Winter Olympics in Sochi. Russian skaters. Hard work. I don't want to fall.
These were the thoughts that skated through my mind as I stepped onto the ice for my first two lessons. There were two other women on the ice ready for our lesson. I was relieved. Moments before, I'd laced up my skates and appeared to be the only adult taking lessons. I felt the familiar unease of a new experience and kept breathing.
A woman approached me, and asked if I was enrolled in a class. She introduced herself as the teacher, and invited me to follow her onto the ice. The first lesson was a skills assessment. I know how to skate, but I don't know the technical names for anything. The teacher spent time with each person meeting them where their skills were on the ice. I was pleased that each time she came by she confirmed that I had the hang of what I'd been practicing and I was ready for the next thing.
That first night I marveled at what the other women were working on. They were figure skating. Free style. They were doing fancy things. I got excited and terrified at once. “Don't watch them. It will freak you out. Just stay right where you are and trust that when it's time to be introduced to those moves, you'll be ready for them.” Can you hear how reasonable my self-talk has become? How “in the moment” is becoming my default?
Just like the trapeze artists, they make skating look so easy. Cutting Edge. These were my thoughts as lesson two started.
Lesson two reinforced the role of muscle memory and the importance of repetition. My moves felt awkward, and I couldn't seem to muster the power I needed to propel myself forward and the next moment I was doing it. I learned how to half swizzle on both feet. First in a straight line and then I graduated to half swizzling in a circle.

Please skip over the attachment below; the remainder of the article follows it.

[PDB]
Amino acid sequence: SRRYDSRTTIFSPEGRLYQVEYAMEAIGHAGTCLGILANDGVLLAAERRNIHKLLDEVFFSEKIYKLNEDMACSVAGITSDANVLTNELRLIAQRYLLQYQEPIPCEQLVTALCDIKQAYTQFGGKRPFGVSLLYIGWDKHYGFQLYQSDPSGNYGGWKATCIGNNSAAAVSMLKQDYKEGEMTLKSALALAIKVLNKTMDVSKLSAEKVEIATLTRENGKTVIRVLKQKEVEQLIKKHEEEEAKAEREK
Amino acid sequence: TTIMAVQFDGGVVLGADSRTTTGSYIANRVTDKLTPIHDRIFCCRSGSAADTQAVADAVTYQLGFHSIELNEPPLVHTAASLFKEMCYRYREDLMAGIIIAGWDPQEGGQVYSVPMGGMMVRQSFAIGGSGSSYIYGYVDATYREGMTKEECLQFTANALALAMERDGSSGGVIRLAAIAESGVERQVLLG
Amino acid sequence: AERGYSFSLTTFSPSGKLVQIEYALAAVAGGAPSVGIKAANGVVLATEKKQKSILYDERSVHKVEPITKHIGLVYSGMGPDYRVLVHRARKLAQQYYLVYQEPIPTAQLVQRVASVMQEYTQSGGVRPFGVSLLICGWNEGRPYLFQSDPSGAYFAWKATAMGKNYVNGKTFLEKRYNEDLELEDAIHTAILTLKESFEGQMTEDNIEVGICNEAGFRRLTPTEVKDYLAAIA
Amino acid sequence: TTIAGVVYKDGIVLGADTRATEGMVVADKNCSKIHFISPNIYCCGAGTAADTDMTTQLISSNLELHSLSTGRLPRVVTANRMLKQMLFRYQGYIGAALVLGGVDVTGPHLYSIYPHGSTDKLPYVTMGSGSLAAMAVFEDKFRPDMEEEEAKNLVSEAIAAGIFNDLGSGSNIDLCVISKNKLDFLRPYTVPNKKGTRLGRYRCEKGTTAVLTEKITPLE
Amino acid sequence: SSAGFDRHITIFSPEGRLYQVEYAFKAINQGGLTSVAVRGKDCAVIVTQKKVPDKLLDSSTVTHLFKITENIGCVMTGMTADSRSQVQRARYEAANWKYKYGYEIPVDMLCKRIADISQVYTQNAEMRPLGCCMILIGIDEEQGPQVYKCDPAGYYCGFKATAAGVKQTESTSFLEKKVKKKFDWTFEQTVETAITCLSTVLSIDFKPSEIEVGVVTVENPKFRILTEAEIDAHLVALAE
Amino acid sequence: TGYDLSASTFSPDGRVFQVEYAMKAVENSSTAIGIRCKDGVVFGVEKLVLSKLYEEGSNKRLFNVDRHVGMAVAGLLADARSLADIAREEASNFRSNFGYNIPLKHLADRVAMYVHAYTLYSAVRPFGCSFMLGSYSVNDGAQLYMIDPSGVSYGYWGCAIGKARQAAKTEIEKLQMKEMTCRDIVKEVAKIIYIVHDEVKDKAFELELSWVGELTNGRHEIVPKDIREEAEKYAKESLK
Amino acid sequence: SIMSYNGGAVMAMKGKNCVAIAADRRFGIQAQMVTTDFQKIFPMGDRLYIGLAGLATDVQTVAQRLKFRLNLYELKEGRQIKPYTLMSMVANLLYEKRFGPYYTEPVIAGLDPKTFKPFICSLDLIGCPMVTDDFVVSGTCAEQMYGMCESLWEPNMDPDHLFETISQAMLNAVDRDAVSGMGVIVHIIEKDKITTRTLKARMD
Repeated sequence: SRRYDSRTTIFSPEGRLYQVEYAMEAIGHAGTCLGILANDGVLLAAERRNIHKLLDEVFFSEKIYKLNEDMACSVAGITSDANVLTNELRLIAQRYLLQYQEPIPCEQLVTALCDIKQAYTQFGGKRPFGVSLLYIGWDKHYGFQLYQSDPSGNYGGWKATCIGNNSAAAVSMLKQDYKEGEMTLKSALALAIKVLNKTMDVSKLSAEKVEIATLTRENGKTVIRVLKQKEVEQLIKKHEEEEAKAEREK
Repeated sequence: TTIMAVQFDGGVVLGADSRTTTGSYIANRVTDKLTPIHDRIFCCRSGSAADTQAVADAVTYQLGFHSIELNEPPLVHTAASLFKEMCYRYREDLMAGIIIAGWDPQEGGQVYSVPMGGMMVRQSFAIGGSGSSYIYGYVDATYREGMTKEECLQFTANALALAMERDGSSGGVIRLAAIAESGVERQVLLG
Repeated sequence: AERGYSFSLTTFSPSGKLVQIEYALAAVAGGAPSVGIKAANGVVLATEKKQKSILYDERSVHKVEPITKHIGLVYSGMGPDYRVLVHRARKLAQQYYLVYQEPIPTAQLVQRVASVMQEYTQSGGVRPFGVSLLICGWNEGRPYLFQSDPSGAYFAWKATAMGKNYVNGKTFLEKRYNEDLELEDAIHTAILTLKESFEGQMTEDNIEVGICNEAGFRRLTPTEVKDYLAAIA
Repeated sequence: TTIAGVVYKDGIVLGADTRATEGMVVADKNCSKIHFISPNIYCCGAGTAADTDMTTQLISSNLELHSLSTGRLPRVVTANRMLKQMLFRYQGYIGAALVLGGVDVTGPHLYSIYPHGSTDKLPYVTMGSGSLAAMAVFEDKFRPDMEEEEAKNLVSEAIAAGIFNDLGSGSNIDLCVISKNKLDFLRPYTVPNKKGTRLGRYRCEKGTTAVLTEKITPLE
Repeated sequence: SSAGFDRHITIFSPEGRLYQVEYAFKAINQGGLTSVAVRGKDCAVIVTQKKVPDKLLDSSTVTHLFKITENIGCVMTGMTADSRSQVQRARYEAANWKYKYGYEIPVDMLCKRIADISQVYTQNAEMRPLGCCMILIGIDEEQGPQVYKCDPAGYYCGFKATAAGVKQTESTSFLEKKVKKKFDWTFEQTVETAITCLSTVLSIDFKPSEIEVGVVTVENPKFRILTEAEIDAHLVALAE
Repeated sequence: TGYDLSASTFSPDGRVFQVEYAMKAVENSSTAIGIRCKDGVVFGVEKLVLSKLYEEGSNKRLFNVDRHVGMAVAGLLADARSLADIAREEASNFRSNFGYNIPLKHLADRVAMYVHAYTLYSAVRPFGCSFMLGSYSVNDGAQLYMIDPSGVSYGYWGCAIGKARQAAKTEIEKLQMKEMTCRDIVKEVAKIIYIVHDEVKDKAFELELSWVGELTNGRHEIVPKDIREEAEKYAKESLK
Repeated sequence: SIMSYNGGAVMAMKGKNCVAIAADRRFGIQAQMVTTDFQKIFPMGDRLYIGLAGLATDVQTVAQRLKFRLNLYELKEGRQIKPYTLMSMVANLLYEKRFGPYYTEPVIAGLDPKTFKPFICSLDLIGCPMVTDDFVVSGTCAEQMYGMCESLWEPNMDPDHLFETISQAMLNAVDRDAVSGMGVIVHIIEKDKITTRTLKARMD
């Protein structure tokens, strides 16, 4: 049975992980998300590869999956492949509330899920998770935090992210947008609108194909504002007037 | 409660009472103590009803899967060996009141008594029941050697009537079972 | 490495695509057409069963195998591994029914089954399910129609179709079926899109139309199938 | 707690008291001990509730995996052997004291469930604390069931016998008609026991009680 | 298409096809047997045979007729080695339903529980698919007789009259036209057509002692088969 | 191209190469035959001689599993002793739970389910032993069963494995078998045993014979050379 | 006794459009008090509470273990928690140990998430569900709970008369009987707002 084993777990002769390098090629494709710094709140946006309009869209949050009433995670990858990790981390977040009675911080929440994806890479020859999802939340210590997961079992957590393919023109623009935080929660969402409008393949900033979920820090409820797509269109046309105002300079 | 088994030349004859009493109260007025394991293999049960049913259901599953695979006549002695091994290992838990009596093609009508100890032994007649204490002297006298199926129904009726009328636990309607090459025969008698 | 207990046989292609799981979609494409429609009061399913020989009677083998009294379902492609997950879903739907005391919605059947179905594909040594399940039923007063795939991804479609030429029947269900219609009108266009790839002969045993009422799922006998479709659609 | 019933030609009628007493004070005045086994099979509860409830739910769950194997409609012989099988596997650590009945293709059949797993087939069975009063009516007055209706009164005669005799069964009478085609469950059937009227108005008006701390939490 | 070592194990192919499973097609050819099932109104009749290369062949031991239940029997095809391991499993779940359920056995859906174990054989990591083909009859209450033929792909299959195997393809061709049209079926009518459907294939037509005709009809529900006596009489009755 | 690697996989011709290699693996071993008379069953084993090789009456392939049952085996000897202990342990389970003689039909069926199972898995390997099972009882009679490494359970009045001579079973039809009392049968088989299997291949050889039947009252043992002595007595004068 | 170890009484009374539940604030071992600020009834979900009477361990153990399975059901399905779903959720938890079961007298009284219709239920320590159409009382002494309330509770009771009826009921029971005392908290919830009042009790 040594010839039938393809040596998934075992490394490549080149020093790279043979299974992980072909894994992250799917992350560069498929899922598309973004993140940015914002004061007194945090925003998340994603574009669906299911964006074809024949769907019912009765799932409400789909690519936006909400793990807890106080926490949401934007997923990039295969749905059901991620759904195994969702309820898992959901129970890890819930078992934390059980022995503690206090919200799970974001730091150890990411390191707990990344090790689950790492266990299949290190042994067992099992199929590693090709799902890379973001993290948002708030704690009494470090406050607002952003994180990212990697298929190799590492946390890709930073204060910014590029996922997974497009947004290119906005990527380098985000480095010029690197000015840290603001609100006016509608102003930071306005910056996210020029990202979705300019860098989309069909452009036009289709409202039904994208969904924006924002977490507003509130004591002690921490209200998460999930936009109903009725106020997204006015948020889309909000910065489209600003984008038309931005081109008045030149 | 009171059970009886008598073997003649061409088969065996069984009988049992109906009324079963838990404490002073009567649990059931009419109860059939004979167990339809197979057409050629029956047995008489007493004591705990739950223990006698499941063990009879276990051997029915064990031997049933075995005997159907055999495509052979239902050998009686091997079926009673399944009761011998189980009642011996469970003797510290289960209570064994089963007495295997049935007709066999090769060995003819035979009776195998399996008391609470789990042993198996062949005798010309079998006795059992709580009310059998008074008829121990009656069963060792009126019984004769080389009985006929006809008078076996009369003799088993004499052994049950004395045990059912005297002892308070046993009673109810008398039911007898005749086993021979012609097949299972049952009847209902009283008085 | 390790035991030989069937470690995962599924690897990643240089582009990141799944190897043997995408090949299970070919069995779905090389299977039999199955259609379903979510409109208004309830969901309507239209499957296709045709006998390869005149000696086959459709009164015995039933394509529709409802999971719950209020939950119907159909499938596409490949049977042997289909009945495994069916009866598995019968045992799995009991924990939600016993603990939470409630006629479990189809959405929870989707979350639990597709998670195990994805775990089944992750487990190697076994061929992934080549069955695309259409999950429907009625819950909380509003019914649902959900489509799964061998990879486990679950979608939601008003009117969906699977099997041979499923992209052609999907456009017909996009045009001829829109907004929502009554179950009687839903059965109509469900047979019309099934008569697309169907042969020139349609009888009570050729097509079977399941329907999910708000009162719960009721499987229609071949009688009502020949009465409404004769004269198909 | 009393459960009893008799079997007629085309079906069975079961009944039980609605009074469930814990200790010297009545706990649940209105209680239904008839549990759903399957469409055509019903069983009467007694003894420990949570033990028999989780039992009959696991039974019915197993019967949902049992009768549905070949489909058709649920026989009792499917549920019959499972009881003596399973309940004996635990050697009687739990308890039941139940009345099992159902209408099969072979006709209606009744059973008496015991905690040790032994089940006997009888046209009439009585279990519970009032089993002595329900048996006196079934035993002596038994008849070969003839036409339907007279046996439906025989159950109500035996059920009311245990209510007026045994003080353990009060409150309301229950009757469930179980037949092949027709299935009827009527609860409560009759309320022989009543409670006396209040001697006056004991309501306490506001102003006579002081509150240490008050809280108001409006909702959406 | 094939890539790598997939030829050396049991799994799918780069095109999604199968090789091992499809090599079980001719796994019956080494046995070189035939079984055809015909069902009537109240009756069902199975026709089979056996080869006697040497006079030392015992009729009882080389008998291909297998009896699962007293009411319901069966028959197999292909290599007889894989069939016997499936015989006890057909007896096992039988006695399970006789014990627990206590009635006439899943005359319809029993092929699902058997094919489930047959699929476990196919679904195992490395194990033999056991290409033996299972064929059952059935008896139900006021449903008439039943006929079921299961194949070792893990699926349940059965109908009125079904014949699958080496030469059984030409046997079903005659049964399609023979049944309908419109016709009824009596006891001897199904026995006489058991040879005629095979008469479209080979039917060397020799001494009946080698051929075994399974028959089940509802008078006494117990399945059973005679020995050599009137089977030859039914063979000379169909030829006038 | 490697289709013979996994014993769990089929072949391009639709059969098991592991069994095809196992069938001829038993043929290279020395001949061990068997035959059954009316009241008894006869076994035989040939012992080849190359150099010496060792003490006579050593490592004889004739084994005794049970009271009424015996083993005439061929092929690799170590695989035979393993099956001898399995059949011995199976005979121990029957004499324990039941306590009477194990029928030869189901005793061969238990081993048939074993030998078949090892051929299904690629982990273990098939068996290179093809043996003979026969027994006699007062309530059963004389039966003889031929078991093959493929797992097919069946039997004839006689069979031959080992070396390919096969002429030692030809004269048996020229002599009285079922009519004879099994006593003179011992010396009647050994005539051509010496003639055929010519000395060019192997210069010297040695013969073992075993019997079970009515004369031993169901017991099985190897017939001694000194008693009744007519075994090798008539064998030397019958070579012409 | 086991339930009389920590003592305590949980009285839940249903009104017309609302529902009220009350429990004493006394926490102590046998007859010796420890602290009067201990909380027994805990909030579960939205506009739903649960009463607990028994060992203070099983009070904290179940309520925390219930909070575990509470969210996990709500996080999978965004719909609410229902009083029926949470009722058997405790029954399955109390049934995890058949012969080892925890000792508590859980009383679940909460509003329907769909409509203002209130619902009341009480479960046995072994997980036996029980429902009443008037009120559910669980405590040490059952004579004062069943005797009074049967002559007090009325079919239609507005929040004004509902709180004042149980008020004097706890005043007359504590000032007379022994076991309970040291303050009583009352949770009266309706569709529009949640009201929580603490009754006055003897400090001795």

I'm a right-handed skater, which does not necessarily corresponded with being right-handed off the ice. With this determined, my teacher taught me my first “fancy move.” The pivot turn. I dug my left toe into the ice and using the half swizzle I practice all class, I pushed my right foot out, twirled, and drew my right foot back with my left and then shifted my weight to my right foot and glided on one foot—arms outstretched.
It's impressive the way I'm being taught how to figure skate. Just as I suspected last week when I had my little “stay where you are” chat with myself, each move I am taught is a building block to the next move and by the time I get there, I feel confident that I can master it.
More than anything what my time on the ice is reinforcing is how good it is to be active in my body. I marvel at all of the physical challenges I put on my 4040 list and how I am meeting each challenge and exceeding my expectations. I'm also reflecting on the FUN I've had. I spent entirely too much of my first forty years not having fun.
Adulthood is HARD. Physical activity—in all the forms I've tested this year—has helped counterbalance the hard parts of life. I can't get over how different I feel being present in my body versus being stuck in my bookworm's head and heart. I move differently. I feel confident. I feel happy. As I skated back and forth in my half swizzle repetitions I told myself, “I've got to keep taking lessons. This is fun.”